Offensive Line Still Work in Progress

Despite working with each other throughout the offseason minicamps, conditioning programs and training camp, the Vikings' highly publicized offensive line is still a work in progress. See what Bryant McKinnie, Steve Hutchinson and head coach Brad Childress had to say about the subject.

Bryant McKinnie finds himself in an awkward position. After playing on an offensive line that had long been known for its durability and cohesiveness, McKinnie looks up and down the line of scrimmage and sees new faces at every position.

After being injured last season, Matt Birk returns to center. Artis Hicks is the new face at left guard and Marcus Johnson is at right tackle. The Vikings' free agent signing of the offseason, Steve Hutchinson, is starting at left guard next to McKinnie at left tackle, the only position along the line that remains the same from a year ago.

The musical chairs being played on the offensive line has put added emphasis on the preseason.

"Learning how each other plays is the main thing, but it's coming along pretty well," McKinnie said after practice Tuesday at Winter Park. "(Hutchinson) is a hard worker himself and he has been good for me. We all have to be on the same page of who's going to do what. We're a work in progress."

McKinnie and Hutchinson have the dubious responsibility of protecting quarterback Brad Johnson's blindside. Considering Hutchinson is a Pro Bowler and McKinnie, the Vikings' No. 1 draft pick in 2002, are guarding the backside of the right-handed QB, it appears Johnson's safety is in good hands.

"Brad Johnson has the confidence in us and that means something," McKinnie said.

The offensive line has had more time to work with each other than it appears. While training camp and the preseason schedule have afforded players a month together, minicamps and conditioning and workout plans have been occurring most of the offseason. But Hutchinson says only time will tell how quickly the line jells.

"The majority of guys have been around for the majority of the offseason conditioning program, too," Hutchinson said. "We have had a lot of work on the field with each other so far, so we've had a good start. We have to continue to build on what we've done."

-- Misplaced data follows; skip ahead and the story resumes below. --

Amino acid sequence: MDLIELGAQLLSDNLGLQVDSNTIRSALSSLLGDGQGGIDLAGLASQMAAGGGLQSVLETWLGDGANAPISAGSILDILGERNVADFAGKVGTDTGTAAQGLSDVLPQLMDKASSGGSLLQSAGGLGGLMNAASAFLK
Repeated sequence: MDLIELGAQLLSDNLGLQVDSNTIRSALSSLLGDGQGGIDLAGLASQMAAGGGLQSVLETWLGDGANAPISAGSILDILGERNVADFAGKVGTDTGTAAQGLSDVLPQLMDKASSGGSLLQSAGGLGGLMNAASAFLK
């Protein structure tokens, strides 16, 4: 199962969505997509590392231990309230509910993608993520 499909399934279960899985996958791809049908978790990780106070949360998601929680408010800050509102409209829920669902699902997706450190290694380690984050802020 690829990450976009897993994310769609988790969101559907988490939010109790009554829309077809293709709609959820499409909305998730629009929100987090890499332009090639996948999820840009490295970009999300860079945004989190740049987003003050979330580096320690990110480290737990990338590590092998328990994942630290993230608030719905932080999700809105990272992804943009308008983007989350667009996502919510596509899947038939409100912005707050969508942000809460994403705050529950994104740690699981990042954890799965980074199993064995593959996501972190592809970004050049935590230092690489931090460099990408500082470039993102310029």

The line's depth appeared to be tested earlier in training camp when McKinnie suffered a fracture on his left middle finger three weeks ago. But he only missed a snap or two during practice and wears a protective cast around his left hand.

"It's coming alone fine," McKinnie said of the broken finger. "It's not that big of a deal at all. It doesn't affect much with me."

McKinnie has started every game since he was inserted into the lineup midway through his rookie season in 2002 – 55 straight games. Not only is he the lone returning lineman from last year's unit, he was the only offensive lineman to start every game in 2005.

"Last year it took some time to make a name for myself, but this year it's going to be better," McKinnie said. "Everybody's pretty much picking it all up and moving a lot faster. We'll know a lot more coming up to the first regular season game."

The thing to watch on the Vikings offensive line right now is what happens Saturday when teams must trim their roster down to 53 players for the regular season. Along with the aforementioned five starters, Mike Rosenthal, Adam Goldberg and Chris Liwienski have all been mainstays with the Vikings. The three have started 122 games between them, including 33 last year. Time will tell if they will remain.

"I appreciate those guys, they've done a nice job," head coach Brad Childress said. "They're veterans so they're competing for their spot, trying to compete for a spot on the team."

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